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mastevano

Gluten Intolerance....but Not In Argentina

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Hello Everyone!

I am newbie here! This is a wonderful forum w/tons of good info.

Anyway, about 2 years ago, I started feeling a lot of tightness in my lungs/chest area - almost a suffocating feeling. It felt like an elephant was always standing on my chest, or like someone stuffed my lungs with cotton balls. It took my a while to figure out what was wrong w/me. Eventually I found out it was a gluten intolerance.....but I'm still trying to figure it out.

I just came back from a 10 day trip to Argentina where I at bread with every meal....and had no issues! The day I got back I ate a bagel and felt HORRIBLE! That feeling in my chest came back and it didn't go away for a few days.

Does anyone know why I could eat bread in Argentina and not here in the US?? I'm starting to think that maybe it isn't a Gluten Intolerance but some sort of other intolerance (preservatives, or something like that). If anyone has any feedback it would be great!

Thanks!

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Could it be a different type of grain?

Have you been tested? You might get more luck in the Coping With category! Good luck.

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I was thinking the same thing as Lorka. Wondering if it was a different type of grain; a no- or low-gluten grain maybe? I know a lot of people here have enjoyed Chebe bread, which is a tapioca (manioc) bread common in Brazil. www.chebe.com

Or maybe you're having an issue with more super-processed US baked goods rather than unprocessed homemade baked goods.

My experience when we visited several years ago in Germany (where my husband's mom is from) was that I was sick as a dog. They had fresh, local, homemade bread 4-5 times a day- every day. It was so delicious, but to this day they think I'm 'not quite right'. I was emotional, exhausted and brain-foggy the entire time I was there. It was one of those times for me before I went gluten-free where I was SOOOOOO sick.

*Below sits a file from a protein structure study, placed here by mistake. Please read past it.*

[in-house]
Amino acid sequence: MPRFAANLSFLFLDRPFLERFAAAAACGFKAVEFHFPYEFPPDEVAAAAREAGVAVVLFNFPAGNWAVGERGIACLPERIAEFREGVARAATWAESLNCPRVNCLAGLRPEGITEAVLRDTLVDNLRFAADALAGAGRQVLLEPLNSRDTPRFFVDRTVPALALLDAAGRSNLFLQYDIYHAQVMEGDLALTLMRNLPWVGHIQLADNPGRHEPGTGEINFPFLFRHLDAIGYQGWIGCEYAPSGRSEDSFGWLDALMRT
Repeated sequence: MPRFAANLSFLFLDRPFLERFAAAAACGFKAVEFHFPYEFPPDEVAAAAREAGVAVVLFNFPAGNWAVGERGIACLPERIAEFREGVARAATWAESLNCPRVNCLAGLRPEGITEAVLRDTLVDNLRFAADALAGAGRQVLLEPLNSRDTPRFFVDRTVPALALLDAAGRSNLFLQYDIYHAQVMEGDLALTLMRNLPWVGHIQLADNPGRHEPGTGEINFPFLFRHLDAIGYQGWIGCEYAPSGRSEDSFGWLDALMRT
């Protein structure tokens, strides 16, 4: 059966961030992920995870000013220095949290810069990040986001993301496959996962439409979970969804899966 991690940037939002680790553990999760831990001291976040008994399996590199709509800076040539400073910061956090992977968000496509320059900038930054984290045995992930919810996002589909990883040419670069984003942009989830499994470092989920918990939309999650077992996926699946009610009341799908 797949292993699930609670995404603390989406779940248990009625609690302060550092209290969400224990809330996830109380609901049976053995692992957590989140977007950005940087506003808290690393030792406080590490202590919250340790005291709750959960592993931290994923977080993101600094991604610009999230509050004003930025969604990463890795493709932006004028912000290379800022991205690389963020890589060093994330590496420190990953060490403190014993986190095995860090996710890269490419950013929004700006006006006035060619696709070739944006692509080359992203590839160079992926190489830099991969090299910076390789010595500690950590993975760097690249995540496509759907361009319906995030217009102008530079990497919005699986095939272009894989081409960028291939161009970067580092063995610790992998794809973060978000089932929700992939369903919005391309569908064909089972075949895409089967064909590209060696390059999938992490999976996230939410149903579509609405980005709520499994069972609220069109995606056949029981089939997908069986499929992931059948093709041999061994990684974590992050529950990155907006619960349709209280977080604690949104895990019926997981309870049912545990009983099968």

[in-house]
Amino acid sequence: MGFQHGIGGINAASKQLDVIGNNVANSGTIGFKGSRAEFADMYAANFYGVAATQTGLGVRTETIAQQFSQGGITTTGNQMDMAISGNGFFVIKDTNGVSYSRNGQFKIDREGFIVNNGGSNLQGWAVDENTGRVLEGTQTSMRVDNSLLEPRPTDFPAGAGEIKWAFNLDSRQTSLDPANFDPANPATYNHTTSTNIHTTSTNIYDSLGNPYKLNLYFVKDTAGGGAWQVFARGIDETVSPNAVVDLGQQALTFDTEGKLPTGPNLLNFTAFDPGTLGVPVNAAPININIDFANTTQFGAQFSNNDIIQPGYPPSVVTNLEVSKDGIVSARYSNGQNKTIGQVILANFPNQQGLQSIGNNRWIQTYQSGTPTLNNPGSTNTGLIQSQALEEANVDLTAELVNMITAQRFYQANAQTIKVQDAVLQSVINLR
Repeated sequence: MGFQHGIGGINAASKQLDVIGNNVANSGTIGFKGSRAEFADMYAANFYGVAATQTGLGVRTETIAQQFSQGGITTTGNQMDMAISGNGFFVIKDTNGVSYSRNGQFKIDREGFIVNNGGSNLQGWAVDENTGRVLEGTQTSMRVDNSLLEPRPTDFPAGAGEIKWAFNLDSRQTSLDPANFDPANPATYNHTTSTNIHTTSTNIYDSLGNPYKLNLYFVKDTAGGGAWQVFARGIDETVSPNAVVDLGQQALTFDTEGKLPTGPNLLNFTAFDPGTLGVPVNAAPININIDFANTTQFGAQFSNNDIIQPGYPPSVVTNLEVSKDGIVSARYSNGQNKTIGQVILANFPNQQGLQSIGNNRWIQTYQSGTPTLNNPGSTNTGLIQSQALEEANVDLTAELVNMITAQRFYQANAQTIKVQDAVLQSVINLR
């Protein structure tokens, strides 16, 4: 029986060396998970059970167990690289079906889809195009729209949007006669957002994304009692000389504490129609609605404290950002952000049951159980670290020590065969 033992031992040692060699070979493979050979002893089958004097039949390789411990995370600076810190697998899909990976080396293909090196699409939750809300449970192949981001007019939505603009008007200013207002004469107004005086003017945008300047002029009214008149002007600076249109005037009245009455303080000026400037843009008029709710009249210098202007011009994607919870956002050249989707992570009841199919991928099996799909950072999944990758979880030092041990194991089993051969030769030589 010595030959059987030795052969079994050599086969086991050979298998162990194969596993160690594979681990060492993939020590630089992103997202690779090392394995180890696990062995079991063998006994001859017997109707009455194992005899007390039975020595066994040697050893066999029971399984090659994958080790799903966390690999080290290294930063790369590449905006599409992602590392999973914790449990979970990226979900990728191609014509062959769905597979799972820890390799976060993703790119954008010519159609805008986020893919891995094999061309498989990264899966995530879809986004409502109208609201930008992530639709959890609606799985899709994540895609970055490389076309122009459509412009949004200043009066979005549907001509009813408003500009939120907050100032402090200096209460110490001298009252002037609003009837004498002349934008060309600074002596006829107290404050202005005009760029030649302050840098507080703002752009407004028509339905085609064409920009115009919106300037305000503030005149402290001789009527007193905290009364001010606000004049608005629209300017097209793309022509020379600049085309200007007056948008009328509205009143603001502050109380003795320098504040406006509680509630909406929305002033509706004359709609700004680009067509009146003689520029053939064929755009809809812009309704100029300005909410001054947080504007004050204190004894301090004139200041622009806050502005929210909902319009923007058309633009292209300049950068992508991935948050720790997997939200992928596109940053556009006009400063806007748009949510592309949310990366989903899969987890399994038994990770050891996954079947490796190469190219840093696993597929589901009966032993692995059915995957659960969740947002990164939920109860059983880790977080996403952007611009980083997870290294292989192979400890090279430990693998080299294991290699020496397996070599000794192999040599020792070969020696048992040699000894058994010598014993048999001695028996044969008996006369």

I would definitely ask some questions of the people you stayed with. Maybe they use different flours or mixes?

Nancy

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I'm just speculating here, but I believe it's possible that wheat has a much lower gluten content in some foreign countries. Add on the fact that the gluten content of a bagel is particularly high, and your reactions might make sense. I don't have research or links to back this weird theory up, but maybe some people who have read "Dangerous Grains" or other similiar works can pop in and either further explain this or tell me I'm totally off. :)

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Given the high level of awareness about Celiac here in Argentina, I can tell with great certainty that the bread does, in fact, contain as much gluten as anywhere else.

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Is it just bagels? Awhile ago a study came out that said that eating a bagel for breakfast could cause IBS symptoms. Something about bagels......

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Interesting, these are the kinds of stories that I search for, because they are my same experience. When I lived in Venezuela I always felt good, coming home to stay during the summer I would gain weight and was so lazy, I thought it was the junk food my grandmother would feed me. I moved back to the states and my weight continued to balloon and my health deteriorated, all the while I blamed myself and my lifestyle, after I got arthritis I had a "gauge" to tell me which foods would make me sick but I thought it was preservatives and soy. On a trip to Cancun, I got better, and had more energy, but the trip was only a week. I thought that maybe they had better vitamins in their fruit. I ate bread the whole time. Then I progressively got worse until a doctor finally diagnosed me with celiac disease. On a trip to Guatemala, a maid accidently put wheat flour in the chicken and rice but I didn't even get sick even though I ate a lot. I came home from there and took 2 bites of some steak at the church until I realized OMG it had gluten in it. I was sick all night and had to go for more antibiotics for my arthritis, it's almost 7 months later and I am just finally getting better. I'm telling you folks, there's something here, but how are we going to prove this. My heart hurts for the Americans that their health is in jeopardy. Does anyone know of a reason the wheat is different here? Is it the Genetically modified wheat that is the problem? But don't they grow that also in Central and South America?

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